540 miles/ 4 days out of Grand Turk we were approaching Port Lucaya on Grand Bahama Island and needed some means of getting into the harbor without our engine. Happily, we had just invested in $150 tow insurance (our new best friends are the captains of Sea Tow! Read on ...), so we were able to get a tow. Port Lucaya turned out to be a painfully expensive stop, with the high entry fee to Bahamas, the marina fee, and the mechanic fee. In the end, the mechanic identified the problem as being a sticky part of the shut-off mechanism in the injection pump, but it was Markus who actually repaired it. So after only one night in the Bahamas, we were off again to make the 24 hour crossing to Florida.
Just a few miles out of Grand Bahama, again motoring through too little wind, the motor cut out all by itself. Problem Number 3 was upon us. Markus tried with Great Patience and Admirable Perseverance to repair the beast, but his heroics went unrewarded: there seemed to be some congestion in the diesel injection pump and in our attempts to pinpoint the problem we got the shut-off mechanism jammed in the "off" position for good. So we proceeded toward Florida at a stately 2.3 knots. That is, until 02:00 when the wind picked up and we entered the Gulf Stream; then Namani was cruising at 8 knots over ground (actually peaking at 9+)! Oh, and (small) Problem Number 4 also had to be addressed by sending said German Engineer up the mast at sunset when the masthead tricolor did not come on to show our position to the Large Scary Motor Vessels Hopefully Keeping Watch during our night sail. He had it fixed in a snap, and the sail to Florida turned out to be one of the nicest on our list of nice sails, with calm seas, good wind, a nearly full moon, and a starry, starry night. By afternoon, we were being towed (once again; that $150 insurance really paid off!) into a Fort Pierce marina, after another minor mishap involving our tow vessel running us aground outside the marina. Promptly solved by same tow vessel. No tip given!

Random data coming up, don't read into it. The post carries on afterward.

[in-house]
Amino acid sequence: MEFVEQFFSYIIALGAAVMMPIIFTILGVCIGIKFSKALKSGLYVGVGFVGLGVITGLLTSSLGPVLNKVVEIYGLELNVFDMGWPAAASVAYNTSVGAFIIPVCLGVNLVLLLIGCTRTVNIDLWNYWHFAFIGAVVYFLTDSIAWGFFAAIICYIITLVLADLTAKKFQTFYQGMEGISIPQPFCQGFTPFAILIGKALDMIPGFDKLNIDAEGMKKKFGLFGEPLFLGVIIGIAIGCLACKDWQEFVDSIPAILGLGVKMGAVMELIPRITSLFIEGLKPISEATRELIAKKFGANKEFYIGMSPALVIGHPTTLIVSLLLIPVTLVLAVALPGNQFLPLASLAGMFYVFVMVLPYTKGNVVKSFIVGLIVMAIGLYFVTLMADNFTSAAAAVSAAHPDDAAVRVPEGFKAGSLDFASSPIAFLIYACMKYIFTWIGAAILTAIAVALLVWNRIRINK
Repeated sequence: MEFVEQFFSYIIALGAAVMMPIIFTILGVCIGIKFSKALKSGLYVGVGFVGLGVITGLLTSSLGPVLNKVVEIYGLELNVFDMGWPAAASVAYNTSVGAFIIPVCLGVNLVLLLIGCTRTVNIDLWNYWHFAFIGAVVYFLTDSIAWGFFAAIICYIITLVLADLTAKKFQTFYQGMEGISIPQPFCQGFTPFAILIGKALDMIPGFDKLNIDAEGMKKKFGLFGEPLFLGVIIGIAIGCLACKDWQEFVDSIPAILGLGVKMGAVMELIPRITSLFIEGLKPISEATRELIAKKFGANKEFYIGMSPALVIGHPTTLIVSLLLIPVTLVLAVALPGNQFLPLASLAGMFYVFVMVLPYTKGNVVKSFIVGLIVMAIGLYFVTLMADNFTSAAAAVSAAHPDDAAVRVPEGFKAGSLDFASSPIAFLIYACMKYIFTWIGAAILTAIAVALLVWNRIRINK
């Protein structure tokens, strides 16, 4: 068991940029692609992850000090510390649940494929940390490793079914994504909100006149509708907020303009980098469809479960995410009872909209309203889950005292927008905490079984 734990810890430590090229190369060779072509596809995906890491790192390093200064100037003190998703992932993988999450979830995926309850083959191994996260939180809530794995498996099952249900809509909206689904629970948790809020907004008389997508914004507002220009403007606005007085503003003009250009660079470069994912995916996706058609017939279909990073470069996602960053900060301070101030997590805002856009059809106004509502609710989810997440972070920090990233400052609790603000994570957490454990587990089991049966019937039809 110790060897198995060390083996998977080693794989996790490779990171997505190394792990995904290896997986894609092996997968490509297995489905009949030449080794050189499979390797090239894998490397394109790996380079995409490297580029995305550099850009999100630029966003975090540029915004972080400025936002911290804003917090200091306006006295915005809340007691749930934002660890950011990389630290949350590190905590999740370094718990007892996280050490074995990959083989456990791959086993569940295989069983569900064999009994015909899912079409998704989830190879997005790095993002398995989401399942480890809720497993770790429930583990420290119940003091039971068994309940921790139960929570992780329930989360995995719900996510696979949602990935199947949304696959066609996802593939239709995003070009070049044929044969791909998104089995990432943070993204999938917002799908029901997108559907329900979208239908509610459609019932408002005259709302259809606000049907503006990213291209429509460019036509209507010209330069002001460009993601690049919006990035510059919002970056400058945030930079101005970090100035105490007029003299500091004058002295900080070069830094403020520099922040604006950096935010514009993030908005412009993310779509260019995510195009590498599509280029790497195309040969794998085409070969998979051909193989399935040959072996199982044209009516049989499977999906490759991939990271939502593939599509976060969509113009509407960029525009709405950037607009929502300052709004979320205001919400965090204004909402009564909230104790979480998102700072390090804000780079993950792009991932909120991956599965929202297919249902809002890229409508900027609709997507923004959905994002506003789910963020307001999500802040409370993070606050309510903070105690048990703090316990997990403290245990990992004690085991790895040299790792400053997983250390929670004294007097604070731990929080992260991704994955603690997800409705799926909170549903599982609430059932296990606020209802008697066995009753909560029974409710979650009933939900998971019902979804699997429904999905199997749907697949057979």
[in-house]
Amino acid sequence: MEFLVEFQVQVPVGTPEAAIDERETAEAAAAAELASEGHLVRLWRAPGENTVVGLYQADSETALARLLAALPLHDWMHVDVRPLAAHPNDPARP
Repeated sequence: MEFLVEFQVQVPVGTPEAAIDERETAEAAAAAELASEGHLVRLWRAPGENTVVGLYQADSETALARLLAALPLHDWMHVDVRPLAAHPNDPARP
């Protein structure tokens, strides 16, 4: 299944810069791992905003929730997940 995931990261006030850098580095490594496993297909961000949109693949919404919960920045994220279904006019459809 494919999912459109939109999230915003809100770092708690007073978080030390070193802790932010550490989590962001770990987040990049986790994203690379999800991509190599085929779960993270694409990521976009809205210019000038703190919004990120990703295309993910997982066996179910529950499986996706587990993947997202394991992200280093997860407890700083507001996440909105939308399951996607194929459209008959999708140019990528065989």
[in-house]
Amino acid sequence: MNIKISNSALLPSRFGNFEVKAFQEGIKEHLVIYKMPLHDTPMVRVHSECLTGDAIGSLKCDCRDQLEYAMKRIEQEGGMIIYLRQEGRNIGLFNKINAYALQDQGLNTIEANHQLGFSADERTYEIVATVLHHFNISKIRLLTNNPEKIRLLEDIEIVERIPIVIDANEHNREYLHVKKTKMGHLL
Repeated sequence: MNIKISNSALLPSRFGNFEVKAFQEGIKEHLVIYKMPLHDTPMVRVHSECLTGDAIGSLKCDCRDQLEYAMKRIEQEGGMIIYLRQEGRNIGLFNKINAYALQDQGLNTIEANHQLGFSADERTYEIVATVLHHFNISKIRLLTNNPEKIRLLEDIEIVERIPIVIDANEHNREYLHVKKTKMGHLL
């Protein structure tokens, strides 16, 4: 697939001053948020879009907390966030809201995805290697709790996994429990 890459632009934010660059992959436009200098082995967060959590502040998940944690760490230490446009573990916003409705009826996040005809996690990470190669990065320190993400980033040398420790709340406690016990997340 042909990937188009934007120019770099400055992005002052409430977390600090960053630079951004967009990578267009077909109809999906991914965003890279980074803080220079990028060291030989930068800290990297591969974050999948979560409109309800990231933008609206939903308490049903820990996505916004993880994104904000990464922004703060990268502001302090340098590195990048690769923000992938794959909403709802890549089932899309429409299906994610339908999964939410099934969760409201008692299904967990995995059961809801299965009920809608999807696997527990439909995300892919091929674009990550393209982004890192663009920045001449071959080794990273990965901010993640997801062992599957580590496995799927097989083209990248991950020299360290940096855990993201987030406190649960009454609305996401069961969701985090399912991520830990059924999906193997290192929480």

Yikes! So a lot has not gone according to plan but then again, nothing too bad happened. We did enjoy the good sailing and the time spent with Bill. Another good lesson to remember about sailing: for all the small things that go wrong, true trouble somehow usually stays at arm's length. Now on US soil, we dutifully called Customs (excuse me, Homeland Security) to register ourselves. A lengthy recorded message got me to option 9, enter the US, which got me to a recording that they were unavailable and to leave a number. So much for alert status "red"!
Our entry status into the US unresolved, we proceeded to rent a car and tour Florida. On Saturday, we drove to Cape Canaveral where Nicky admired the rockets, then on to Orlando, to drop off Bill for a flight home (poor Bill originally signed on for a promised passage via Bermuda! Sorry, Bill!), then on to Florida's Gulf coast to visit my sister. We retraced our route today with a second visit to the Space Center (tickets are good for 2 days, and you need it) on the way back to Namani.
Now we await Monday and the Beta Marine mechanic who holds our fate in his hands (together with his partner in crime - the weather). Will Namani be on her way soon, and make good progress to Maine? Will the Beta engine roar back to life and treat us well forevermore? Will we be stuck in historic Fort Pierce (established 1837) for a longer stay? Will we have chili or spaghetti for dinner? Stay tuned ...